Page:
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The Future of the Network Edge

By June 29, 2021June 21st, 2022No Comments

By Bruce Davie and Amar Padmanabhan

As the internet continues to scale and evolve to connect billions of people and tens of billions of devices, it’s impressive to recall that it was originally designed to connect a few dozen computers sitting in research labs. Today, the internet serves more types of devices than you could count: smartphones, industrial controllers, inventory sensors, passenger vehicles, smart home assistants … the list goes on.

Fortunately, the founding architects of the internet were sufficiently farsighted, and the internet has proven remarkably adaptable. As one of those architects, Vint Cerf, famously noted, there were a couple of flaws in the internet’s original design, including a lack of security and the failure to recognize that eventually billions of devices would need to be connected. As the computing world has evolved, networking has followed suit. Now, the network must once again redefine itself to keep up with the demands of interconnecting the world’s growing number and variety of devices.

The cloud changed everything

One of the most significant transformations in networking began more than a decade ago, although it may not have been obvious to the majority of internet users. This transformation was driven by the rise of cloud computing, which underpins most of the internet services we rely on today. Companies like Amazon and Google built massive data centers upon commodity servers, and they needed a new networking paradigm to interconnect those servers. This turned out to be the sweet spot for software-defined networking (SDN).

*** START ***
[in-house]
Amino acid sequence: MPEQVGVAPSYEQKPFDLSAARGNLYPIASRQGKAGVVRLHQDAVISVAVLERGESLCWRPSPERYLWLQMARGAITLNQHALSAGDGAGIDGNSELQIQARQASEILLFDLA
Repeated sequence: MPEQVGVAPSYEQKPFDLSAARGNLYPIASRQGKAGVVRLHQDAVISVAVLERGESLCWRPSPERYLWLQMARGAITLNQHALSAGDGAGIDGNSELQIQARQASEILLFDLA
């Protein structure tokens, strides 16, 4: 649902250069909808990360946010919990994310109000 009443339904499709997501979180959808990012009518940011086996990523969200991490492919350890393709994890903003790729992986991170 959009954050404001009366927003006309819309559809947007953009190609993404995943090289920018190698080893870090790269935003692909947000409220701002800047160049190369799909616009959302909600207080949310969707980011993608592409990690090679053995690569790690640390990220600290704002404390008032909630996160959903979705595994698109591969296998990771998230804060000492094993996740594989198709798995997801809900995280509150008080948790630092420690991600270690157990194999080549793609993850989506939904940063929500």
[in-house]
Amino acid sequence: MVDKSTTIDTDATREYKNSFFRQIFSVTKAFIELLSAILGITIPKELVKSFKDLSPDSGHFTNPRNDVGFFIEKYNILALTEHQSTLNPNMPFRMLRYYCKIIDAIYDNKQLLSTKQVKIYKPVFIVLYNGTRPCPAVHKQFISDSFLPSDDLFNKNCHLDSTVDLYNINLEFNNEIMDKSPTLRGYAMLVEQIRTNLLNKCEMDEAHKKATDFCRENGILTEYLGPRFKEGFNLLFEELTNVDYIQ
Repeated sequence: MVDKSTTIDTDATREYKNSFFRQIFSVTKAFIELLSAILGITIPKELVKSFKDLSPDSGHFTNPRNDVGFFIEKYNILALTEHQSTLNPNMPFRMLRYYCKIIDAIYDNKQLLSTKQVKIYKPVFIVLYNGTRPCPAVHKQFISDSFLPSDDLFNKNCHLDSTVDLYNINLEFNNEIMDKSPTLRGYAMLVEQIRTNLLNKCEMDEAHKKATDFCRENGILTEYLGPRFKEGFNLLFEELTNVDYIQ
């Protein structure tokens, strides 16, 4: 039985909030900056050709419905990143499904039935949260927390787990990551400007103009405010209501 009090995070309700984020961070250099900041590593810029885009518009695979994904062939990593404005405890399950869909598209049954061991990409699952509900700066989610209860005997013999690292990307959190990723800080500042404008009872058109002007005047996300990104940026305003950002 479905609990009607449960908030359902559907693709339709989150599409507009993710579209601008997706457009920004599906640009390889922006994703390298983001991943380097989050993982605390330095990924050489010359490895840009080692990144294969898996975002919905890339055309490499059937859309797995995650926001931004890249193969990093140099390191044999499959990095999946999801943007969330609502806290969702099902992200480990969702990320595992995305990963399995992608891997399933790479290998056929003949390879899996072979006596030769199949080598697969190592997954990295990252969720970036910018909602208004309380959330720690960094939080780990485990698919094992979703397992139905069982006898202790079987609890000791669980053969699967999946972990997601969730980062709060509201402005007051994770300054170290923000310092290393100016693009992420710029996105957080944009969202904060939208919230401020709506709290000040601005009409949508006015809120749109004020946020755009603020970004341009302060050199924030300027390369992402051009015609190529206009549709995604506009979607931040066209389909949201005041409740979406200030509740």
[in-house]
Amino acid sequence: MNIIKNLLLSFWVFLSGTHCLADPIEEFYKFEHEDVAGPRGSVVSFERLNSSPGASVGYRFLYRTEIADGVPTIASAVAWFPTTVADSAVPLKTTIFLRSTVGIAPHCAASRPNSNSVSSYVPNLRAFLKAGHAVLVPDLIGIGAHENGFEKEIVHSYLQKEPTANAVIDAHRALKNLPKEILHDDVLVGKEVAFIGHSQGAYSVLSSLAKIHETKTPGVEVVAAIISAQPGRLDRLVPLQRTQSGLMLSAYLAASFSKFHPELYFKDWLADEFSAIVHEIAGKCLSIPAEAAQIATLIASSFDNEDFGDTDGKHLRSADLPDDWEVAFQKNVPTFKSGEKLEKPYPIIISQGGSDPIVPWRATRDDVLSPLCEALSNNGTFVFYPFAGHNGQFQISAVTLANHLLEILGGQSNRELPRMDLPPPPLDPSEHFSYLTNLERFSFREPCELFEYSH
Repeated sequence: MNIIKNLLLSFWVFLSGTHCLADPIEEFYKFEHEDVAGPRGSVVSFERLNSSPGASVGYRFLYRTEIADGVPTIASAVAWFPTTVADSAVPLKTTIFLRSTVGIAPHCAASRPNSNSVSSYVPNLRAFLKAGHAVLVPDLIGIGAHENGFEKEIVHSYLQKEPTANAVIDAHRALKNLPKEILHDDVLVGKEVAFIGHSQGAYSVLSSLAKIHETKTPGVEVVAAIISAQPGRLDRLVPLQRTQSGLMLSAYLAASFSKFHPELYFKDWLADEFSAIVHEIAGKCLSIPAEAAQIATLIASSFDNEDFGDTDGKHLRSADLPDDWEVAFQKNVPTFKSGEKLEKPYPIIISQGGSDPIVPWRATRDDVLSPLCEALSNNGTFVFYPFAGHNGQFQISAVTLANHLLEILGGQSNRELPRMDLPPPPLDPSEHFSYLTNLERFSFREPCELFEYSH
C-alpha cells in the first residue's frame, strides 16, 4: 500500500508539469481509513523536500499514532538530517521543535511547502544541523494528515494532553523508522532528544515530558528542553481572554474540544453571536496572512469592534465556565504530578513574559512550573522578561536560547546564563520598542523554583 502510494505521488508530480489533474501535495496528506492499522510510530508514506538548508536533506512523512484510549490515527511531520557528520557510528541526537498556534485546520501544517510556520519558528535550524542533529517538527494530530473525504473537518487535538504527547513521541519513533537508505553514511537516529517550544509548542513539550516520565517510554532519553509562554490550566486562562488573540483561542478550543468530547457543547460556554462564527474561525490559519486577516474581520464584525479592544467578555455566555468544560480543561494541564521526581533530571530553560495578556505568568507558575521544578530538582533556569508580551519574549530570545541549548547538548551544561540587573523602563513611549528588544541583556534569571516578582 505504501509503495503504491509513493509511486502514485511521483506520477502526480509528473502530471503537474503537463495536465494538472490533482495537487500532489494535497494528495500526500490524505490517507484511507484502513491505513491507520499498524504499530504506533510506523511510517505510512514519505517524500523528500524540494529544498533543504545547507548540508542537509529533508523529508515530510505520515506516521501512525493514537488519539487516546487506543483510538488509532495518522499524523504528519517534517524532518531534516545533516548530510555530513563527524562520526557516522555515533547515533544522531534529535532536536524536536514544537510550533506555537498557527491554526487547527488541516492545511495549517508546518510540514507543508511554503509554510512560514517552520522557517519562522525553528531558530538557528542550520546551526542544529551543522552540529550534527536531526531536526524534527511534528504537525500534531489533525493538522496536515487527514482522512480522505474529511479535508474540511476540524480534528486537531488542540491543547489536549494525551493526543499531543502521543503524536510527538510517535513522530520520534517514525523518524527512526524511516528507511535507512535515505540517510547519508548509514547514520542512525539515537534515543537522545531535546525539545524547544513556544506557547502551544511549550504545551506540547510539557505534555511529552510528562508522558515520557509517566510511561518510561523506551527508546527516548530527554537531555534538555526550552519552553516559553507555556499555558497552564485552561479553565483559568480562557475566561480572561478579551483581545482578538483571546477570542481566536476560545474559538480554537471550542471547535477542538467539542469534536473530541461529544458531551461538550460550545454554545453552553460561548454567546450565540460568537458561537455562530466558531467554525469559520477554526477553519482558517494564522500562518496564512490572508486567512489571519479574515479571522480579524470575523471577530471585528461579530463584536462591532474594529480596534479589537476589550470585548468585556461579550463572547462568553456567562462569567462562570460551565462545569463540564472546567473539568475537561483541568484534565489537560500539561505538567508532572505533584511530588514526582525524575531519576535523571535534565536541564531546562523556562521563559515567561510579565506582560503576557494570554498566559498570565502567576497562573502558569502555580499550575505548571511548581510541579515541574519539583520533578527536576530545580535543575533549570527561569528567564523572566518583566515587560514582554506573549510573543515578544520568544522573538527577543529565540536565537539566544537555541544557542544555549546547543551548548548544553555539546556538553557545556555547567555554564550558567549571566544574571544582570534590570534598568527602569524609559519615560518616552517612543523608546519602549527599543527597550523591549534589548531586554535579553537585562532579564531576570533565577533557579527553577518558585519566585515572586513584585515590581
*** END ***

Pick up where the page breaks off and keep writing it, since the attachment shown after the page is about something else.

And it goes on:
SDN grew out of a number of parallel efforts to make networking more robust. Notably, the “4D architecture” proposed by Greenberg et al. and the Ethane project laid the groundwork for much of what became known as SDN.

Part of the early commercial success of SDN was its application to enterprise data centers in support of network virtualization. There were a couple of key changes in the computing landscape that made this success possible:

  1. The adoption of commodity servers in building large, scale-out data centers
  2. The rise of server virtualization to simplify the operations of these data centers

Once it became easy to provision large numbers of (virtual) servers automatically, it became painfully obvious that the old ways of provisioning networks manually (one box at a time) were no longer fit for purpose. SDN offered a solution to this pain point, with the result that SDN became mainstream in the data centers of both hyperscalers and enterprises.

The edge is a new frontier

Now, there is another computing transformation taking place that we believe is driving the next generation of network architectures. Broadly speaking, this is the rise of “the edge.”

We have already reached a point where billions of devices are connected to the edge of the internet. In our recent chat with the Open Infrastructure Foundation, we agreed that 50 billion connected devices doesn’t seem like a stretch once we add connected vehicles, wearables, and other Internet of Things (IoT) use cases to the mix.